Innomech system to streamline Fluidic Analytics R&D programme
GB Innomech Ltd (Innomech) has designed and developed an innovative new test station for Fluidic Analytics – the Cambridge-based protein analysis company – as a labour-saving R&D tool to help process multiple test samples and to ensure product quality.
The new test station which works alongside the company’s Fluidity systems for protein sizing and quantification will be used for on-going R&D studies targeting new protein characterisation applications and for product development. It will also be used to improve the efficiency of final performance testing of production units before shipping them to customers (as shown above).
The new station automates a series of time-consuming and repetitive liquid handling and sample processing steps that are required when analysing multiple protein samples. The automated system, which is based around a Tecan Cavro Omni Flex liquid-handling robot, is programmed to sample a protein solution into a disposable chip before transferring it into a reader. The robot then waits for the analysis to complete before returning the chip to its original location.
“Innomech’s new test station will be invaluable in helping Fluidic Analytics to expand and improve the operational efficiency of its in-house R&D, as well as streamlining final performance testing of our production units. The Innomech team has provided us with excellent design and engineering support for this automation project: they have worked closely to help define our requirements and to advise on the fastest and most cost-effective way of delivering them,” said Andrew Lynn, CEO at Fluidic Analytics.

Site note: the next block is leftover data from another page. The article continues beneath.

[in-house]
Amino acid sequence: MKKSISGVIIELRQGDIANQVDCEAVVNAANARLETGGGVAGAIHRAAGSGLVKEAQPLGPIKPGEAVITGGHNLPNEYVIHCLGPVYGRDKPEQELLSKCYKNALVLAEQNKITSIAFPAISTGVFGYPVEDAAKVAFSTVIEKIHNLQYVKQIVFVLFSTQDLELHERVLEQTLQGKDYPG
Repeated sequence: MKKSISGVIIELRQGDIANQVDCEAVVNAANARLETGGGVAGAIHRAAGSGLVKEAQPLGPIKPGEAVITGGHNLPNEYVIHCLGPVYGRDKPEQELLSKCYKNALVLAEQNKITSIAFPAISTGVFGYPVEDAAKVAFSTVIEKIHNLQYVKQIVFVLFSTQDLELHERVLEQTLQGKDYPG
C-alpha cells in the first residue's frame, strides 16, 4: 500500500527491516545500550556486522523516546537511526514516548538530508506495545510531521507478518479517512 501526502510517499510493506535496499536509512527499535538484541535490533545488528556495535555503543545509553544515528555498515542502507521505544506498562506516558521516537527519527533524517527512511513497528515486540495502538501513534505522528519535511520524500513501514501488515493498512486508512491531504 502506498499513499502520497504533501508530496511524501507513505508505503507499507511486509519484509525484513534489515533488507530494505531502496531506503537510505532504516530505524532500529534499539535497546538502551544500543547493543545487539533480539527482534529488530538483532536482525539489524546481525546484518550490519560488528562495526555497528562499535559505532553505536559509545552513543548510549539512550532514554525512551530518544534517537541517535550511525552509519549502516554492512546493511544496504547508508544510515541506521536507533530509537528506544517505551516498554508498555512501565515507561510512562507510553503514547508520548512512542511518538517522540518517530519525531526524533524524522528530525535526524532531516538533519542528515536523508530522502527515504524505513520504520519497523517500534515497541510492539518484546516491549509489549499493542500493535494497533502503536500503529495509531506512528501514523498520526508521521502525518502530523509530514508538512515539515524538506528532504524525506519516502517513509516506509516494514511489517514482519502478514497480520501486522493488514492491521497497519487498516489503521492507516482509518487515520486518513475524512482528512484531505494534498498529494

The automated test station has been designed to process up to 96 protein samples in a single run, without any operator involvement and to ensure sample handling errors are avoided throughout. The system can also run over 24 hours enabling samples to be processed overnight which will help Fluidic Analytics to expand its R&D at minimal cost and to accelerate the development of new chip designs or instrument features for more advanced applications.
The new test station will also be used to process and analyse multiple standard samples to determine instrument performance and as one of a number of final performance checks on production units.
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